An immense revolution was preparing in all the empire.
Continuing The Peasants’ War in Germany,
our selection from History of the Reformation in the Sixteenth Century by J. H. Merle d’Augbigne published in 1853. The selection is presented in «DAYSALPHA» easy 5 minute installments. For works benefiting from the latest research see the “More information” section at the bottom of these pages.
Previously in The Peasants’ War in Germany.
At the approach of the peasants, the cities that were unable to resist them opened their gates and joined them. In whatever place they entered, they pulled down the images and broke the crucifixes; armed women paraded the streets and threatened the monks. If they were defeated in one quarter, they assembled in another, and braved the most formidable forces. A committee of peasants was established at Heilbrunn. The counts of Lowenstein were taken prisoners, dressed in a smock-frock, and then, a white staff having been placed in their hands, they were compelled to swear to the twelve articles. “Brother George, and thou, brother Albert,” said a tinker of Ohringen to the counts of Hohenlohe who had gone to their camp, “swear to conduct yourselves as our brethren, for you also are now peasants; you are no longer lords.” Equality of rank, the dream of many democrats, was established in aristocratic Germany.
Many nobles, some through fear, others from ambition, then joined the insurgents. The famous Goetz von Berlichingen, finding his vassals refuse to obey him, desired to flee to the Elector of Saxony; but his wife, who was lying-in, wishing to keep him near her, concealed the Elector’s answer. Goetz, being closely pursued, was compelled to put himself at the head of the rebel army. On the 7th of May the peasants entered Wuerzburg, where the citizens received them with acclamations. The forces of the princes and knights of Swabia and Franconia, which had assembled in this city, evacuated it, and retired in confusion to the citadel, the last bulwark of the nobility.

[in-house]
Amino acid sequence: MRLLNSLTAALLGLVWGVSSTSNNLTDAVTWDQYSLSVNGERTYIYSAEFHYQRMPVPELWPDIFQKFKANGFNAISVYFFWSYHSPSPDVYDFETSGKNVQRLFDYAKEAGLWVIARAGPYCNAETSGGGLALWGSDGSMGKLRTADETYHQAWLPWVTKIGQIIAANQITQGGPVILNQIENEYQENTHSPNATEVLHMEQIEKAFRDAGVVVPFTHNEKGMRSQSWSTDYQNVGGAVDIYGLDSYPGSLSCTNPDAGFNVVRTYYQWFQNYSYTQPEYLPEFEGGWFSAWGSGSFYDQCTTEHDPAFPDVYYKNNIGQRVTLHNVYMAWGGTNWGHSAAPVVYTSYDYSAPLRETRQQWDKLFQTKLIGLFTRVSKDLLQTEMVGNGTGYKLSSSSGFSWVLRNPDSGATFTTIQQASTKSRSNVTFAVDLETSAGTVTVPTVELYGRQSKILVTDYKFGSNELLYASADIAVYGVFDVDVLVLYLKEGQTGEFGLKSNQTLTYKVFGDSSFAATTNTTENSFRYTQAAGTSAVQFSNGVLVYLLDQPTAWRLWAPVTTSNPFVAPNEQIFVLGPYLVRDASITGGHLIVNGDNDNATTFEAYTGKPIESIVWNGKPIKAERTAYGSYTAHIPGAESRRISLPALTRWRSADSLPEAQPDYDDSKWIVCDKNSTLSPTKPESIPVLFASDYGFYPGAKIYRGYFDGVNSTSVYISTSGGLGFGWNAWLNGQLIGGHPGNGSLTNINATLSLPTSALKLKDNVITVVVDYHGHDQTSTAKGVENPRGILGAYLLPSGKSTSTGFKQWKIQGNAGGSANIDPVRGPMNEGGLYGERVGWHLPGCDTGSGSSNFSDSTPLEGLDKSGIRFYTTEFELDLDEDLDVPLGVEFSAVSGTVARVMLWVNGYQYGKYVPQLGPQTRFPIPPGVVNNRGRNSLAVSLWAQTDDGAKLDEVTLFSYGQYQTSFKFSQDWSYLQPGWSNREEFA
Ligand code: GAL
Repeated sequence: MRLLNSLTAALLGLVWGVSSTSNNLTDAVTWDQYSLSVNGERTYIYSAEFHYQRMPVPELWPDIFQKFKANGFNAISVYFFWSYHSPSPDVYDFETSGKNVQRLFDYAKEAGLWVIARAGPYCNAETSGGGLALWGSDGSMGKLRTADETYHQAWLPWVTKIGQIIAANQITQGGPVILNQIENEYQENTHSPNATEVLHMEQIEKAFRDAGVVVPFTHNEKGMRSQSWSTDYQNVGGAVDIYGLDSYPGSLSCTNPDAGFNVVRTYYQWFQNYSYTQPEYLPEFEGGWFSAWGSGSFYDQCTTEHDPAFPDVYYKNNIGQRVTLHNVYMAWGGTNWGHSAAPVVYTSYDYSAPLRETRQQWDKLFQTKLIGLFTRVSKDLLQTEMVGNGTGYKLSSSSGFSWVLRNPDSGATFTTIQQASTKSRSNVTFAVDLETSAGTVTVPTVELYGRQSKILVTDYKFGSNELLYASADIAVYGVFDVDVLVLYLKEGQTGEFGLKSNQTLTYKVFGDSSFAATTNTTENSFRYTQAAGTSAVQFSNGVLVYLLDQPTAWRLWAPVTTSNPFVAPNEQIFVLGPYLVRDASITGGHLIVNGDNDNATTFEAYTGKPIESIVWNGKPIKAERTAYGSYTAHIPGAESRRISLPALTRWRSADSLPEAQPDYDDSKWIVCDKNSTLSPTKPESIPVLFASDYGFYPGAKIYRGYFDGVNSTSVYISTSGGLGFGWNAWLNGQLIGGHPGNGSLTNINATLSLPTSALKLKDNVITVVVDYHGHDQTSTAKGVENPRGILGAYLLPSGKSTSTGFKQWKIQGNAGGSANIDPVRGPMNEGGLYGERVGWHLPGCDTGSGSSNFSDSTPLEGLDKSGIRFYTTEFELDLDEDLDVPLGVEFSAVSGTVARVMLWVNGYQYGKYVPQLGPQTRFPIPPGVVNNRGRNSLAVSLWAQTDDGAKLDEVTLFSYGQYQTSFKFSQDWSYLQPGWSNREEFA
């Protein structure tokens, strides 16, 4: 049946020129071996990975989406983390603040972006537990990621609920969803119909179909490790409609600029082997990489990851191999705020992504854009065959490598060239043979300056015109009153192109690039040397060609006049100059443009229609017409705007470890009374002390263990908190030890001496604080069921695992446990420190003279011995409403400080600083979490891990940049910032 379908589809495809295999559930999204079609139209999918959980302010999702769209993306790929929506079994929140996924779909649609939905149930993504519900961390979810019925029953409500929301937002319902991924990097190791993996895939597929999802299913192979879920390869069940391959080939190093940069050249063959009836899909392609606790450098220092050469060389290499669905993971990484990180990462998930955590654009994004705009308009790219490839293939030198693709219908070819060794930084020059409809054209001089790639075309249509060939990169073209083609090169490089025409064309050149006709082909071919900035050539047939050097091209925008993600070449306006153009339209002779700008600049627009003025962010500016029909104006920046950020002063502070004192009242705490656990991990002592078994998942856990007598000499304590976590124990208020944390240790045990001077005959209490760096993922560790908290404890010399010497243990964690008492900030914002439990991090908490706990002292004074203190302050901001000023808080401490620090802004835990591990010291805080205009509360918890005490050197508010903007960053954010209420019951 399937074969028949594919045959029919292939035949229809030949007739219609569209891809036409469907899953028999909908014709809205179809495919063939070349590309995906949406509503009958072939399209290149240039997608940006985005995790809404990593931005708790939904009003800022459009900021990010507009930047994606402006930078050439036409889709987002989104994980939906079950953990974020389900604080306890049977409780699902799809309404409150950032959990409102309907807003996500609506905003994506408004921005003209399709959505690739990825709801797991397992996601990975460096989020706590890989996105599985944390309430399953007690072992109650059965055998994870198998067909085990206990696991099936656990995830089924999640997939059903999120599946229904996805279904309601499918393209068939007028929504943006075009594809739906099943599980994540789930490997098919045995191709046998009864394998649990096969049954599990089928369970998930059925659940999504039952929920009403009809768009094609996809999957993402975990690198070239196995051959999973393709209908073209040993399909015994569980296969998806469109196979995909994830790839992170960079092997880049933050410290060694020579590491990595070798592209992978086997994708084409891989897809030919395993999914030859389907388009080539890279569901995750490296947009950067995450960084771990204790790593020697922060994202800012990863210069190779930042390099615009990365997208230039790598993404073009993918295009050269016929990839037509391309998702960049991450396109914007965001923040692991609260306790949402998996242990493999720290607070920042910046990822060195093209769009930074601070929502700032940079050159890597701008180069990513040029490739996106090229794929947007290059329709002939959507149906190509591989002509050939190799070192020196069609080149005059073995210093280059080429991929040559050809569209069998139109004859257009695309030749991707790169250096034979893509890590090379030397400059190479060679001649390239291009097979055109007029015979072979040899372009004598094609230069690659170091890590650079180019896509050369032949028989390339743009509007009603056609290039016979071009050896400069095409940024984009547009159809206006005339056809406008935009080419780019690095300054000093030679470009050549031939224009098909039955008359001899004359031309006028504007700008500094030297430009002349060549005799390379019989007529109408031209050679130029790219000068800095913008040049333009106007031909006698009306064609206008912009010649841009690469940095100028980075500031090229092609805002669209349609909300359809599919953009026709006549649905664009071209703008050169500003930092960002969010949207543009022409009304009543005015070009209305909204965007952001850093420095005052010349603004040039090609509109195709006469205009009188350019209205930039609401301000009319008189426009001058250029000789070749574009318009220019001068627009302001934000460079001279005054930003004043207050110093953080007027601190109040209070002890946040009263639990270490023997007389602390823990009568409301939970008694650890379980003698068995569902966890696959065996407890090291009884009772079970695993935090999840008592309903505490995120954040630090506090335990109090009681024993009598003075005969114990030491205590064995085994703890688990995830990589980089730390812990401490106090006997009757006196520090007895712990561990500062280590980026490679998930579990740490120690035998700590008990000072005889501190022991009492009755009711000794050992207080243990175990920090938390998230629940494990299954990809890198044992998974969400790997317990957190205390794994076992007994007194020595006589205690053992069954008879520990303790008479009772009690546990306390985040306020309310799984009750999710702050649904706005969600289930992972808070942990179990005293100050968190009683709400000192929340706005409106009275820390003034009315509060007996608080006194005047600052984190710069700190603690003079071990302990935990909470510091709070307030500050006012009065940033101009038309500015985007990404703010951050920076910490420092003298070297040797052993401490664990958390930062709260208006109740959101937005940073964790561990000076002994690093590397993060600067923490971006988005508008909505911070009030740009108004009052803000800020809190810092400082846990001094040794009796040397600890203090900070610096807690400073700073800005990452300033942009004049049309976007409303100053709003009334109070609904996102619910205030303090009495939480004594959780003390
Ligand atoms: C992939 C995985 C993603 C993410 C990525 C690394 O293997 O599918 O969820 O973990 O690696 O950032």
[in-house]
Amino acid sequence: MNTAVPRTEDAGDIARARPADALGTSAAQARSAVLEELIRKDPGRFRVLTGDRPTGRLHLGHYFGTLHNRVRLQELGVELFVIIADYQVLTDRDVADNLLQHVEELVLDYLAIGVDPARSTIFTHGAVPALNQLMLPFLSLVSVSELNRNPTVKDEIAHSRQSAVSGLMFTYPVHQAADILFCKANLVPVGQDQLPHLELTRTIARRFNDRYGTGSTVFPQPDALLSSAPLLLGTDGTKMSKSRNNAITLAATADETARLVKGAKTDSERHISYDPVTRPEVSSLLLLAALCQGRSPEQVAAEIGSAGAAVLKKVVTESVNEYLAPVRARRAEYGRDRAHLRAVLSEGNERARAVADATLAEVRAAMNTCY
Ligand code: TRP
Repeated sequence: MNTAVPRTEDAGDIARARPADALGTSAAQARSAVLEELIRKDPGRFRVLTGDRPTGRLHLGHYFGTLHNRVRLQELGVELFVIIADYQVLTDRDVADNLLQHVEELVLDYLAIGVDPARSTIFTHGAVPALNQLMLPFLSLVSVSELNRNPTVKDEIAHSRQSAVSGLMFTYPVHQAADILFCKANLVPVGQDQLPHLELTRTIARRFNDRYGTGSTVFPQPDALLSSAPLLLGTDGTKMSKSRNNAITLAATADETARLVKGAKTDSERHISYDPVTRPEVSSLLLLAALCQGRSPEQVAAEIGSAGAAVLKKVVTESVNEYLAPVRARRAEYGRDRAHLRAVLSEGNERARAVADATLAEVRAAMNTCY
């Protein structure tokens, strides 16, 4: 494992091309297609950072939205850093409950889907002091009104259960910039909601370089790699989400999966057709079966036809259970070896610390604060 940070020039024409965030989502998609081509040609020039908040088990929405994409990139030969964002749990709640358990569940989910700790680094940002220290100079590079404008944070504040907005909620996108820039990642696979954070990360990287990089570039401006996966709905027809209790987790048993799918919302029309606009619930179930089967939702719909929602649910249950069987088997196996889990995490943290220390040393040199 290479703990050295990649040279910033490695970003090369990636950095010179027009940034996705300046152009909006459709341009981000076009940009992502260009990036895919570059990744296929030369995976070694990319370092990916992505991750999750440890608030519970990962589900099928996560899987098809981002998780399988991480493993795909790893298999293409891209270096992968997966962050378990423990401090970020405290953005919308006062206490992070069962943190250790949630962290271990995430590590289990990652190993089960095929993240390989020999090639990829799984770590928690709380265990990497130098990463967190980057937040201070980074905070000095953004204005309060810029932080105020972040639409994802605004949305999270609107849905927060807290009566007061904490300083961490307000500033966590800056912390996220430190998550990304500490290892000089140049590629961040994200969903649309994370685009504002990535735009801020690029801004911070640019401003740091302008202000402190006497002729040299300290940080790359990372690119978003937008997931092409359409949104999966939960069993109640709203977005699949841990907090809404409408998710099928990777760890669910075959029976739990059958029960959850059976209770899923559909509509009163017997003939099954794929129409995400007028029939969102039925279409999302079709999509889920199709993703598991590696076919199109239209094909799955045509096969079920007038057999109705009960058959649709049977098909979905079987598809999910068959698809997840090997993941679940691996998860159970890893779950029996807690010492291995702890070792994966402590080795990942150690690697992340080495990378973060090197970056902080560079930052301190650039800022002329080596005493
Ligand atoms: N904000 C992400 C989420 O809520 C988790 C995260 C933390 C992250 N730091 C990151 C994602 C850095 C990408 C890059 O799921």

But the movement had already extended to other parts of Germany. Spires, the Palatinate, Alsace, and Hesse accepted the twelve articles, and the peasants threatened Bavaria, Westphalia, the Tyrol, Saxony, and Lorraine. The Margrave of Baden, having rejected the articles, was compelled to flee. The coadjutor of Fulda acceded to them with a smile. The smaller towns said they had no lances with which to oppose the insurgents. Mentz, Treves, and Frankfort obtained the liberties they had claimed.
An immense revolution was preparing in all the empire. The ecclesiastical and secular privileges, that bore so heavily on the peasants, were to be suppressed; the possessions of the clergy were to be secularized, to indemnify the princes and provide for the wants of the empire; taxes were to be abolished, with the exception of a tribute payable every ten years; the imperial power was to subsist alone, as being recognized by the New Testament; all the other princes were to cease to reign; sixty-four free tribunals were to be established, in which men of all classes should have a seat; all ranks were to return to their primitive condition; the clergy were to be henceforward merely the pastors of the churches; princes and knights were to be simply the defenders of the weak; uniformity in weights and measures was to be introduced, and only one kind of money was to be coined throughout the empire.